I used to work at labs, so I used to print colour, and I miss it.

    I see subjects regularly that I think will work best in colour. Same goes for B&W.
    Matt

    “Photography is a complex and fluid medium, and its many factors are not applied in simple sequence. Rather, the process may be likened to the art of the juggler in keeping many balls in the air at one time!”

    Ansel Adams, from the introduction to The Negative - The New Ansel Adams Photography Series / Book 2

  9. #29
    Sirius Glass's Avatar
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    I shoot both black & white and color. While I do have color processing equipment, I do not have enough custom color printing to do to make it economically viable. So I do my own black & white darkroom work.

    Black & white is harder to get a good final print because one needs to be able to compose in black & white well. The ability to do that improves the color work and allows me to work on the "art" part of photography.

    Steve
    Warning!! Handling a Hasselblad can be harmful to your financial well being!

    Nothing beats a great piece of glass!

    I leave the digital work for the urologists and proctologists.

  10. #30
    2F/2F's Avatar
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    It looks good...

    ...and all of the coolest color films and papers are going away.

    I definitely used to shoot a lot more color when there was more variety, and when I could easily print things myself.

    Black and white is instantly recognized as abstract by our brain/eyes. Almost nothing we see in reality looks like it. I believe we automatically question things more and think about them more when we see a black and white picture. I believe that we try to "figure it out," naturally.

    Thus, I prefer color for straight documentary/journalism because it is more representational of what actually happened. Other documentary photographers, who want to solicit a particular reaction from their viewers, as opposed to simply imparting information to them, tend to prefer black and white for exactly the opposite reason: it is automatically more representational of something physically intangible; a mood, an emotion, etc.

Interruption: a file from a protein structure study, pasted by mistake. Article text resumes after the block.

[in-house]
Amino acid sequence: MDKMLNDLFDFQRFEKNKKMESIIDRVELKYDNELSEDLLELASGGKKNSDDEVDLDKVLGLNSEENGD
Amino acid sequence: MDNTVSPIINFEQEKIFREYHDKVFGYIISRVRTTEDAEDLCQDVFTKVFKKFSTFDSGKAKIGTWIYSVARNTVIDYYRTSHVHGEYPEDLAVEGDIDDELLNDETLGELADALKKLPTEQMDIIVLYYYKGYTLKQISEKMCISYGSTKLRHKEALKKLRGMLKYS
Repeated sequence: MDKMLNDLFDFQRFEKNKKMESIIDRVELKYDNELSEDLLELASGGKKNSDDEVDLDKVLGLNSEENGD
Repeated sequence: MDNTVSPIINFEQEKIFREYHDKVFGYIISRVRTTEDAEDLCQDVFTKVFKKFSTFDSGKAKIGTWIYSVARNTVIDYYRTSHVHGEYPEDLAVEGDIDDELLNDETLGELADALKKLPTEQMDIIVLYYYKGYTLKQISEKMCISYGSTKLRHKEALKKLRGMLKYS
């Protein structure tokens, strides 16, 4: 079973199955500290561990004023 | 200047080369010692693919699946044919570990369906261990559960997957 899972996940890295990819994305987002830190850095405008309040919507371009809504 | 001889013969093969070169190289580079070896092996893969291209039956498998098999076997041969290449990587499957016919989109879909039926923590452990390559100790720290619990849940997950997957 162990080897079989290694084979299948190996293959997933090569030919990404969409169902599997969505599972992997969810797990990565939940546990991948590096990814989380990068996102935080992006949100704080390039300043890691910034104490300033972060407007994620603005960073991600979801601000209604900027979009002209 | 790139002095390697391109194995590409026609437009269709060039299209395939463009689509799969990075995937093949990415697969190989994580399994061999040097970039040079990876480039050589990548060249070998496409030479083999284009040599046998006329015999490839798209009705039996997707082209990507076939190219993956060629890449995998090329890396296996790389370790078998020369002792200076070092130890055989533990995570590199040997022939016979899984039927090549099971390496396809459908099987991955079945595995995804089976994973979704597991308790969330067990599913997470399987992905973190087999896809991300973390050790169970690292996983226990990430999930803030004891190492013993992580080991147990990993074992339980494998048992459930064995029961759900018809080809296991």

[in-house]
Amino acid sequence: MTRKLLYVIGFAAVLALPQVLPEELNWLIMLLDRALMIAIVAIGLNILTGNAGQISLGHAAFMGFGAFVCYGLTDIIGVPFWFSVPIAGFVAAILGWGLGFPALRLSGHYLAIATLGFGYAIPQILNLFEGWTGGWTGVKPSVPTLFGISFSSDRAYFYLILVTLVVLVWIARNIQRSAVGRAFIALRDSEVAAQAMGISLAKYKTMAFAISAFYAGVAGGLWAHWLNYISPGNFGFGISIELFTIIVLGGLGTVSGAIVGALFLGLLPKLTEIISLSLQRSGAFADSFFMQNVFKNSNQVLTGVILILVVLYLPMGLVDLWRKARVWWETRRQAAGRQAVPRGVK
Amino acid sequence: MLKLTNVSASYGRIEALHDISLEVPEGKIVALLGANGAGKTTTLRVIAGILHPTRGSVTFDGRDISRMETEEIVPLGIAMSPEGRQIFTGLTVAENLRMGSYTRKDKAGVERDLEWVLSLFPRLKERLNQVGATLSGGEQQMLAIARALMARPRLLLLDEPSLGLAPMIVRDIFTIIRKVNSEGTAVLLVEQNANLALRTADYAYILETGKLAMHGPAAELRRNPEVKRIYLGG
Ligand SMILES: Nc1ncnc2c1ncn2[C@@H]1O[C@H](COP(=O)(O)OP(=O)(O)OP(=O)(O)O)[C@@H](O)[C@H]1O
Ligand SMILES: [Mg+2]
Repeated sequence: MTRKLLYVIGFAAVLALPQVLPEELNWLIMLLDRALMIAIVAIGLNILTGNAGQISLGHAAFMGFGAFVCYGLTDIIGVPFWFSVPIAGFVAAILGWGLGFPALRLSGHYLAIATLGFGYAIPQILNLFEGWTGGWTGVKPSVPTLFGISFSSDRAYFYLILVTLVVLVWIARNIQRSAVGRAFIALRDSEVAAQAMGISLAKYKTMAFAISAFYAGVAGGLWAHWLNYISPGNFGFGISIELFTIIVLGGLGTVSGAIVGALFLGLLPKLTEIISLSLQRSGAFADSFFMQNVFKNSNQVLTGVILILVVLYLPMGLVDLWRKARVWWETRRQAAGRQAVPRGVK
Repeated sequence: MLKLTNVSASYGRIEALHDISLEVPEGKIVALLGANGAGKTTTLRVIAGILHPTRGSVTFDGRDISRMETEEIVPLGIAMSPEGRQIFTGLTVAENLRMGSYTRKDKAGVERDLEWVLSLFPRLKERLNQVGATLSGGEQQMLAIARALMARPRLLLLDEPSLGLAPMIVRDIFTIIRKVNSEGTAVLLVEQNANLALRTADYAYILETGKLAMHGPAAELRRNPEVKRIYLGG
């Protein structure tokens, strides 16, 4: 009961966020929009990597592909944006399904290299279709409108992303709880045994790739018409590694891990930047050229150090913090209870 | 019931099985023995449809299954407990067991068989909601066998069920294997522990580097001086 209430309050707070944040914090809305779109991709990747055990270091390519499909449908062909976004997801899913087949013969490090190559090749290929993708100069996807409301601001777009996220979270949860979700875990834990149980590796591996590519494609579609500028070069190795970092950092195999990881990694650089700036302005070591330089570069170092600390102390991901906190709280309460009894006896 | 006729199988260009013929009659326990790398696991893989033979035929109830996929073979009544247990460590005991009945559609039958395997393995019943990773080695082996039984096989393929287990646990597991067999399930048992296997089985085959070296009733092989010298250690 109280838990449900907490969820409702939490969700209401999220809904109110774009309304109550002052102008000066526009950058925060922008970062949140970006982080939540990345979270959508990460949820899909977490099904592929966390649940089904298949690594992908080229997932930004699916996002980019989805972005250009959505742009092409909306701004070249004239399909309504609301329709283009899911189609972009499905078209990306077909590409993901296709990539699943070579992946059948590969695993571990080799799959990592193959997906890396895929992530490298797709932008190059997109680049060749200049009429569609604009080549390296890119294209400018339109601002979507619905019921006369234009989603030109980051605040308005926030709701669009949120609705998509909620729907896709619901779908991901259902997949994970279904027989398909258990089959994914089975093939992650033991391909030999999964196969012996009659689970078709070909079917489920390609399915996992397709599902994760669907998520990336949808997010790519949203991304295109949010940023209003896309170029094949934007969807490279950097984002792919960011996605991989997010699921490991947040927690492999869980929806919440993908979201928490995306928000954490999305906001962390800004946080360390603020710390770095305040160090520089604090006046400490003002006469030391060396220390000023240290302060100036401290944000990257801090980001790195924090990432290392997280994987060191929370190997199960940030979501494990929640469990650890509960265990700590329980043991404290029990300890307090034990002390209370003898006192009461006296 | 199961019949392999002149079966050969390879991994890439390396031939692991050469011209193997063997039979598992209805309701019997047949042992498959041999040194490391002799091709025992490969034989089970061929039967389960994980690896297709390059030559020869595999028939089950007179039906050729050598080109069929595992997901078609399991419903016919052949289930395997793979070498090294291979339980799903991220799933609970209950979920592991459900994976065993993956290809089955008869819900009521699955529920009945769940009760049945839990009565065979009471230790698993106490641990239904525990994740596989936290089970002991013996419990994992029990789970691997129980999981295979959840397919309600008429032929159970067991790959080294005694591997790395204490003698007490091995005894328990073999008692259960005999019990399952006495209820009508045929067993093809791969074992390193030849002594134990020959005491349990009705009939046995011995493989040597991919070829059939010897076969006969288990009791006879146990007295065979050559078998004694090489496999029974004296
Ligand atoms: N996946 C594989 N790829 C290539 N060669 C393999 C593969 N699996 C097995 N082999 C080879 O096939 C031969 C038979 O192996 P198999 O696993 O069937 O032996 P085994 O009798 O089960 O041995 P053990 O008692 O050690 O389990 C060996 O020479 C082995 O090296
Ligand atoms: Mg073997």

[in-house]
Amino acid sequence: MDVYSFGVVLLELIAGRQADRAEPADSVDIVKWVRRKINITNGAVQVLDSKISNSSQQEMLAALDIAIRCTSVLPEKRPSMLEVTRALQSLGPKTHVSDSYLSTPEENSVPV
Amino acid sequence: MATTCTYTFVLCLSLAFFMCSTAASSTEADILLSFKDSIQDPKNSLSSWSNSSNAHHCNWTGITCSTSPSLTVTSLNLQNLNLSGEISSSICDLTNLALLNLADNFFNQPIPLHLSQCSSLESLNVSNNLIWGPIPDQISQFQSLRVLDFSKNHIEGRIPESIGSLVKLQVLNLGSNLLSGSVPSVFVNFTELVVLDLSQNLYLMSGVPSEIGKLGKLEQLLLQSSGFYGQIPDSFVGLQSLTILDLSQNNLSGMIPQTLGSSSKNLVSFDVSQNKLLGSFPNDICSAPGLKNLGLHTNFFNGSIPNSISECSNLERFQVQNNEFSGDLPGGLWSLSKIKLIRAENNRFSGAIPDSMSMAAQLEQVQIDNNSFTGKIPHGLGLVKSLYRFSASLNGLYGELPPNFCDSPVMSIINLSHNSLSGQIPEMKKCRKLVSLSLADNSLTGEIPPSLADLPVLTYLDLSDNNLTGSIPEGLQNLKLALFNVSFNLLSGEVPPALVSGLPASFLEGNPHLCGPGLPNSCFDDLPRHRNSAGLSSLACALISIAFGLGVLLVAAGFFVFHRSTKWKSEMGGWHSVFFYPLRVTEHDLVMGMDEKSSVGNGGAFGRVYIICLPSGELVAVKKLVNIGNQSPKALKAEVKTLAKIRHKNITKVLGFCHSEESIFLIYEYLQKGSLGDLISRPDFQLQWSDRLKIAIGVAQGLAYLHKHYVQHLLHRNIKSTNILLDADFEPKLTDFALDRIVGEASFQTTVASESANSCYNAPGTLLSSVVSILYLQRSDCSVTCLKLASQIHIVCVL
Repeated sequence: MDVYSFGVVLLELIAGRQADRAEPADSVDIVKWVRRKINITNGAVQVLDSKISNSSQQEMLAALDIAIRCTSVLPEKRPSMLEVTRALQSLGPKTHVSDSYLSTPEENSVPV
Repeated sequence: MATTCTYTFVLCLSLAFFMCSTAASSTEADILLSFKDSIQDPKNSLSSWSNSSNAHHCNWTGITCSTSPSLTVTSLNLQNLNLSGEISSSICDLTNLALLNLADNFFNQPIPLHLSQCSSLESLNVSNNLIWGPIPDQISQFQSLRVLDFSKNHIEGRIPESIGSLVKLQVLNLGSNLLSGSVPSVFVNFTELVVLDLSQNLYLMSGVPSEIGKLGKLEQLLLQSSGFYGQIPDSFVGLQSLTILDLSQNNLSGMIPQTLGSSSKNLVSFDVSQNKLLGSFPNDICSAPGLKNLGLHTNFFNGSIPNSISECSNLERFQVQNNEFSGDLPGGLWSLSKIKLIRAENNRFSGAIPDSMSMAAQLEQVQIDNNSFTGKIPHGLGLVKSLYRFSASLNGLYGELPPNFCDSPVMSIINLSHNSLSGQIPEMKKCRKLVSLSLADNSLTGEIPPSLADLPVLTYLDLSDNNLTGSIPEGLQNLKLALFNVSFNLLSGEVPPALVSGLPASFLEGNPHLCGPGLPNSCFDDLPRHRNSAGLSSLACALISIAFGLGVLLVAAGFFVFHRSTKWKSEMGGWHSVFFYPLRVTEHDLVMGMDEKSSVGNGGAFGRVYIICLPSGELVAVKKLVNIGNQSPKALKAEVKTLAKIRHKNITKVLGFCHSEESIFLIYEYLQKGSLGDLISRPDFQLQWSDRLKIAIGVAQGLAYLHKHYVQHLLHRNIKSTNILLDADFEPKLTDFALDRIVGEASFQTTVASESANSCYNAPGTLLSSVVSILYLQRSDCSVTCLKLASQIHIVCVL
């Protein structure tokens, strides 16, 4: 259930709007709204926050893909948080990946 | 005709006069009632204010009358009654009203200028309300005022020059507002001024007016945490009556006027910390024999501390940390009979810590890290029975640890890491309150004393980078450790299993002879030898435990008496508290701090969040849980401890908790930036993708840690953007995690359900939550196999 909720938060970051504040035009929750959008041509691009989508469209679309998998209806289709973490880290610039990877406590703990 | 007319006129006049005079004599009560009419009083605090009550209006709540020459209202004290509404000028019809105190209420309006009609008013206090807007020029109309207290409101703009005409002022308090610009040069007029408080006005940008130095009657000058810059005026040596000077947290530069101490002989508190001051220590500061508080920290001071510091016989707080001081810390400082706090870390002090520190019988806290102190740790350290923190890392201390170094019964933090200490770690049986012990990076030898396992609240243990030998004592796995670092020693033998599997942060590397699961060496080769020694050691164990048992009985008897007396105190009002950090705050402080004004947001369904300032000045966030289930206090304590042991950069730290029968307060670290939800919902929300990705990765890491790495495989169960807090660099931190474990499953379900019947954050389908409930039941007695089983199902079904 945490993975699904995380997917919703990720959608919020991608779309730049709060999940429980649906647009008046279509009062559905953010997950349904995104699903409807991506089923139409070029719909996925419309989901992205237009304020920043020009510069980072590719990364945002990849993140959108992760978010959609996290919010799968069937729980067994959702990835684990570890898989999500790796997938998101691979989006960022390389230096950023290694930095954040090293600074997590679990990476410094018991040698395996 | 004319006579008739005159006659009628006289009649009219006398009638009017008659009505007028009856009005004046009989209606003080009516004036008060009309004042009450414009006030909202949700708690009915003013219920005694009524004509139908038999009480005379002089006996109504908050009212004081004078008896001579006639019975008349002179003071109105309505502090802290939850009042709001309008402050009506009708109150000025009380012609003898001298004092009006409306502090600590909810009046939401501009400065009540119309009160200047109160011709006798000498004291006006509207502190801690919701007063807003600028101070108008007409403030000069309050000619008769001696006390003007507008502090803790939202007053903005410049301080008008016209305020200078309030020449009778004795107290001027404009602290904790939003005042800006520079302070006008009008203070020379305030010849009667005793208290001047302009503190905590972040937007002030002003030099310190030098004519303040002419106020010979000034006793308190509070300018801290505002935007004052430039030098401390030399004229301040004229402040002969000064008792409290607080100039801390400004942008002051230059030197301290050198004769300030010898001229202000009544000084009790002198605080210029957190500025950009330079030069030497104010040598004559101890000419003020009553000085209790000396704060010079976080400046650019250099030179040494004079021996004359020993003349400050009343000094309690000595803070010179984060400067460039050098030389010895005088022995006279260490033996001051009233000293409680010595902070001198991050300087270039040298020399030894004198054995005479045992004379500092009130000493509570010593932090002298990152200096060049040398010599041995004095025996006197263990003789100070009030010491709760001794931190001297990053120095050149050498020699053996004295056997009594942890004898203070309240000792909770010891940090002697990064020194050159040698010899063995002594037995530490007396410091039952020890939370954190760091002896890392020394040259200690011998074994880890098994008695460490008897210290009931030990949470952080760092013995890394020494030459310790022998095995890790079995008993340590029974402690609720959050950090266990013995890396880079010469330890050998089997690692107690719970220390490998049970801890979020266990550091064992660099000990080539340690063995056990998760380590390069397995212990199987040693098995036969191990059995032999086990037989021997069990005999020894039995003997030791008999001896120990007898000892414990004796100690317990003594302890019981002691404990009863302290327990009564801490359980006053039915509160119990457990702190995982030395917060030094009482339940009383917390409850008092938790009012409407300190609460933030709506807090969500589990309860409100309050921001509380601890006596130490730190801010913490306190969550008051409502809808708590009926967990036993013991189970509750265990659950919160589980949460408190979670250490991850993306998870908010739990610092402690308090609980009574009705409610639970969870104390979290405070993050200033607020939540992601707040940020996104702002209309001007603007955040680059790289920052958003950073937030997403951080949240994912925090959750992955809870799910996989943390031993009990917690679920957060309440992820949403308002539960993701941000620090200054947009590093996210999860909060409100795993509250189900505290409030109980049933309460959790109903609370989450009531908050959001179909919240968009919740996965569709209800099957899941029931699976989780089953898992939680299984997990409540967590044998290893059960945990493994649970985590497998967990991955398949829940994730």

I prefer color for many things, because it is so much more subtle, and it is easier to be subversive when someone takes something more literally and doesn't think about it too much.

    In other words, I believe that we unconsciously see a black and white picture as a picture of a thing, while we naturally accept a color picture more as the thing itself.

    When in doubt about what I want when shooting, I usually shoot color, unless I am simply after the ease of processing and printing one gets with black and white. I can always - and relatively easily - make a black and white print from color film (using analog or digital methods), but I cannot do the opposite.

    ...but as I said, printing color may not be an option for much longer.
    Last edited by 2F/2F; 05-19-2010 at 09:47 PM. Click to view previous post history.
    2F/2F

    "Truth and love are my law and worship. Form and conscience are my manifestation and guide. Nature and peace are my shelter and companions. Order is my attitude. Beauty and perfection are my attack."

    - Rob Tyner (1944 - 1991)